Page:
Censor board’s East-West bias? | hollywood | Hindustan Times
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Censor board’s East-West bias?

A week after the Central Board of Film Certification passed the full frontal nude scenes in the Hollywood film, 12 Years A Slave, Bollywood insiders say that there have always been a different rules for Western films and Indian movies.

hollywood Updated: Feb 06, 2014 12:26 IST
Samarth Goyal
Kunal Kohli

A week after the Central Board of Film Certification passed the full frontal nude scenes in the Hollywood film, 12 Years A Slave, Bollywood insiders say that there have always been a different rules for Western films and Indian movies. The flick was earlier supposed to face six cuts, but the censor board gave them a green signal.



"The argument is that their culture is different from ours, so we should respect that and let their scenes go as they are. I still remember how kissing scenes in Hollywood were shown in theatres while in Bollywood movies, it was a hush-hush issue," says filmmaker Mahesh Bhatt.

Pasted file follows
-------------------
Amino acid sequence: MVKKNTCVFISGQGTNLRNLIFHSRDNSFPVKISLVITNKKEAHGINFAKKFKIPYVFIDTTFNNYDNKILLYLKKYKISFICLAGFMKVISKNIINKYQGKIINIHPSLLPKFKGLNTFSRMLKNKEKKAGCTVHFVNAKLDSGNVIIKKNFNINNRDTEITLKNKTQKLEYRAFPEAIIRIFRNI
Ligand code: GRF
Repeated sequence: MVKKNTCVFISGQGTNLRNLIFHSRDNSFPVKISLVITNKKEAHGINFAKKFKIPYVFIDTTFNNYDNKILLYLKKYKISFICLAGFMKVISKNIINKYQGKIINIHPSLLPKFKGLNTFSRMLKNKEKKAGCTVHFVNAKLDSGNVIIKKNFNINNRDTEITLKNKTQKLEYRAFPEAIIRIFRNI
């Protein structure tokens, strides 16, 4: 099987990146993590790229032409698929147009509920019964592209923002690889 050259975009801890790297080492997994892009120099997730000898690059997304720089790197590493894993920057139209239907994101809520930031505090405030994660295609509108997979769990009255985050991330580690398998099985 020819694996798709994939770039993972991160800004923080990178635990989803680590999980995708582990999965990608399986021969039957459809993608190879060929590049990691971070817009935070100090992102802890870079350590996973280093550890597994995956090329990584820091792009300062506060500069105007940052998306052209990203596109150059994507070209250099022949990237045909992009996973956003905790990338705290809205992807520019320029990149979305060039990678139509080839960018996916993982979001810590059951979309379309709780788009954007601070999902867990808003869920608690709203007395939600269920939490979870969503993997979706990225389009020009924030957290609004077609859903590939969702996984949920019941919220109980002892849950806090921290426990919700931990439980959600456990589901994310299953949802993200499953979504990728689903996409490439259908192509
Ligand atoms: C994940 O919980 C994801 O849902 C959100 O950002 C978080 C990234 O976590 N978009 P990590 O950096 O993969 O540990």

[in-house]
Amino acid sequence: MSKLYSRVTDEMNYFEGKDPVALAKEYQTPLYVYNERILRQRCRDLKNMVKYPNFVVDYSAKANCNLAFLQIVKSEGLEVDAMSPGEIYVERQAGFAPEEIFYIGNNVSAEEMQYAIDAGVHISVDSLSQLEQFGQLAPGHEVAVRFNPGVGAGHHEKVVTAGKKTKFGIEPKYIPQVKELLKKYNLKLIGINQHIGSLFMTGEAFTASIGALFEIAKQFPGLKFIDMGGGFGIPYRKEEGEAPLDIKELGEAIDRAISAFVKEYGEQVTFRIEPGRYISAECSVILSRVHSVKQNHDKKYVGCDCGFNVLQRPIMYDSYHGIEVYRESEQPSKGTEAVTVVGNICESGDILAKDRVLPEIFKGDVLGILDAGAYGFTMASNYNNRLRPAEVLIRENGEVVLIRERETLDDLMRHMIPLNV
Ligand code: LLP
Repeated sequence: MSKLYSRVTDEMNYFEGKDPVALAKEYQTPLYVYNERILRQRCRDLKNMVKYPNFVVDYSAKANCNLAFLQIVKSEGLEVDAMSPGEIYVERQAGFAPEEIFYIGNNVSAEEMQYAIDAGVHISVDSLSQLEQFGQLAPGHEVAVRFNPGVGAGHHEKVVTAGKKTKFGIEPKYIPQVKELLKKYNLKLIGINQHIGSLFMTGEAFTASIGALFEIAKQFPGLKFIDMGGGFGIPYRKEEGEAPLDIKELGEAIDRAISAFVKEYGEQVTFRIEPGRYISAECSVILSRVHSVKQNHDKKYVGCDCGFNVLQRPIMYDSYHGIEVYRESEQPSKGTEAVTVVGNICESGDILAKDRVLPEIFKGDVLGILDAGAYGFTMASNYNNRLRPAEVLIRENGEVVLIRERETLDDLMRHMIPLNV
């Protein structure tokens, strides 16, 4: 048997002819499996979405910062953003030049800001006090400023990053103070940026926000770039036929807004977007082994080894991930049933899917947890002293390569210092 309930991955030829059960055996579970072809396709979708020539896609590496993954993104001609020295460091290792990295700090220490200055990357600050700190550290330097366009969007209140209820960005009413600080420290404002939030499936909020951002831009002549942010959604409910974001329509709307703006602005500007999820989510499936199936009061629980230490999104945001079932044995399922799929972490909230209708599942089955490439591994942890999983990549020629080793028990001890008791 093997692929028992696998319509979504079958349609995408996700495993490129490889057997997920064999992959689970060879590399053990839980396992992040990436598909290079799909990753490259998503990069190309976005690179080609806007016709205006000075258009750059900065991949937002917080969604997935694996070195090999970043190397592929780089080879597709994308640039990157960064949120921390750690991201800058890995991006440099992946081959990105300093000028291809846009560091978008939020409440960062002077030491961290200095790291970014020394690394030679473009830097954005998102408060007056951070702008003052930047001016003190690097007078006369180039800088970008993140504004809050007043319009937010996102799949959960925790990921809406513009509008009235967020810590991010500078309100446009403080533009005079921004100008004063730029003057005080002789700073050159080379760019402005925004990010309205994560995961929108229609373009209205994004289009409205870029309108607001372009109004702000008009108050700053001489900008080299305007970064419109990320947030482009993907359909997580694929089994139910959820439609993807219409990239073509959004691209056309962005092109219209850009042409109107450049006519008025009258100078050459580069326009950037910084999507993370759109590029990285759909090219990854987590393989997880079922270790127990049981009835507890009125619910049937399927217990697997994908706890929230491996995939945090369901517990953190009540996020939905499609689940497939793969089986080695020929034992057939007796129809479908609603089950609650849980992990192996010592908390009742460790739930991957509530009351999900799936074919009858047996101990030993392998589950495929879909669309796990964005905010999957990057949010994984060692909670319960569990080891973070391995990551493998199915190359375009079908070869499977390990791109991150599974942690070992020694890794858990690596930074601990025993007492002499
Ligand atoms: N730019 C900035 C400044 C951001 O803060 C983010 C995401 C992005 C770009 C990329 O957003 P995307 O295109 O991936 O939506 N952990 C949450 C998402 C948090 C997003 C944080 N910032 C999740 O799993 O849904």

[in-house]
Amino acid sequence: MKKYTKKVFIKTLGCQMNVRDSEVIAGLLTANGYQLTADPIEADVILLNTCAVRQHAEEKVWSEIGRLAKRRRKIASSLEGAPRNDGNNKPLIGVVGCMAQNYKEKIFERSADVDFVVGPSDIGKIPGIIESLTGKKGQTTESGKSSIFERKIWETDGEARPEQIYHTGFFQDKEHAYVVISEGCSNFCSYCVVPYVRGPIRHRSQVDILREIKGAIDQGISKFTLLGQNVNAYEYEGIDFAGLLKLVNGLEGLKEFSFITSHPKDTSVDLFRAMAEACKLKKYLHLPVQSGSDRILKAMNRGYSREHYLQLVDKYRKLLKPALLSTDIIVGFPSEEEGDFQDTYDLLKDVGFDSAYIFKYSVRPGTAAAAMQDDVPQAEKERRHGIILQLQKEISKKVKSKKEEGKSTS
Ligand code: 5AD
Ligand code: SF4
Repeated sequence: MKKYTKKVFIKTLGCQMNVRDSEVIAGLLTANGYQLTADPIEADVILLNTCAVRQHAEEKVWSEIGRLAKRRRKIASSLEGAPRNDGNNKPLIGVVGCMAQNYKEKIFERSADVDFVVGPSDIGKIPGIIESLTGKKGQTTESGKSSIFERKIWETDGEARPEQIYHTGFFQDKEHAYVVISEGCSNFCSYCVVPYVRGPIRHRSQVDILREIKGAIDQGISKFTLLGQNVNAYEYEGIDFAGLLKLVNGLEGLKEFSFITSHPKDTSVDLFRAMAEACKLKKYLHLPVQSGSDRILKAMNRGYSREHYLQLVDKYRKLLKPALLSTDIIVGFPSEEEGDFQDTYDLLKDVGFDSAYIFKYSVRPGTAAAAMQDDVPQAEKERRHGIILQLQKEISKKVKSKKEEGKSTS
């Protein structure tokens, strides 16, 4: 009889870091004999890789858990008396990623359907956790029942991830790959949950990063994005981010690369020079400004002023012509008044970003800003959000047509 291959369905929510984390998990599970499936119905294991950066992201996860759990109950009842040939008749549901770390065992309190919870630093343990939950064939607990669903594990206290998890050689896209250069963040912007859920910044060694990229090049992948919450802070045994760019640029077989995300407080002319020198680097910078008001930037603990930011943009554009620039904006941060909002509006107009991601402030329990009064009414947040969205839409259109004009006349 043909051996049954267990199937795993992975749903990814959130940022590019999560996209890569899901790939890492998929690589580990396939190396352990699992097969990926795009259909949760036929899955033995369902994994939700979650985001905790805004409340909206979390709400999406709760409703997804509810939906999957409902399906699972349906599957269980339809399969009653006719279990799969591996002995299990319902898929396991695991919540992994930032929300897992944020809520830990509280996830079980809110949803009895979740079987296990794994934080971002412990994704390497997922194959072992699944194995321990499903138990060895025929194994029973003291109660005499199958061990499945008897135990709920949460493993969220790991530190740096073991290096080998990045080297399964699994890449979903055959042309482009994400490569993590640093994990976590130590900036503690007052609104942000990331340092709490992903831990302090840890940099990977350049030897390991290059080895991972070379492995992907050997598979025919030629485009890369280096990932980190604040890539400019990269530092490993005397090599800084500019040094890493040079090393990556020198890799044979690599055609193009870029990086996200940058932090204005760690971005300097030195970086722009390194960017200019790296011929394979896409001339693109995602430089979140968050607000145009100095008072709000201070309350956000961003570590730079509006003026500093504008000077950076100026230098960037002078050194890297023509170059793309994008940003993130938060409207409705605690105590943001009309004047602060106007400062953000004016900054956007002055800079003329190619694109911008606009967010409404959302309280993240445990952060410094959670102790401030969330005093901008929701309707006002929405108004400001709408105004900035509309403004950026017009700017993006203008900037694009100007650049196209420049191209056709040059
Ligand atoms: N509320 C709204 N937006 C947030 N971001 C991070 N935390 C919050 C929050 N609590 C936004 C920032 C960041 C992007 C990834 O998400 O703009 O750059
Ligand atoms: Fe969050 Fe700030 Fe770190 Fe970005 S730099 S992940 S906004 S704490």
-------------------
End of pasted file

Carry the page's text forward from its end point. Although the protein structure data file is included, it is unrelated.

Trade analyst Atul Mohan is of the opinion that big banners influence the censor board. "We’ve witnessed what happened with the film, Shahid, which got an ‘A’ certificate. Similar thing happened with Miss Lovely, which had 60 odd cuts. The film is about the C grade Bollywood industry, so it will obviously have some sexual content. Why didn’t they pass those scenes? They can pass a big budget Hollywood film which has similar content, but not Hindi films?" he argues.









Filmmaker Kunal Kohli, however, says there’s no discrimination by the censor board. "The Wolf Of Wall Street faced some cuts. So, saying that the censor board is partial is not entirely true," he says.

Meanwhile, Hollywood actor Michael Fassbender, who stars in 12 Years..., supports the nude scenes in it. “If we want to do justice to the story, who are we to censor it?” he says.

Chairperson of the censor board, Leela Samson, too, recently said that the board needs to be more liberal. “This board has always interpreted certification guidelines in the most sensitive, liberal and progressive way, reflecting the maturing sensibilities of our audiences,” she said.

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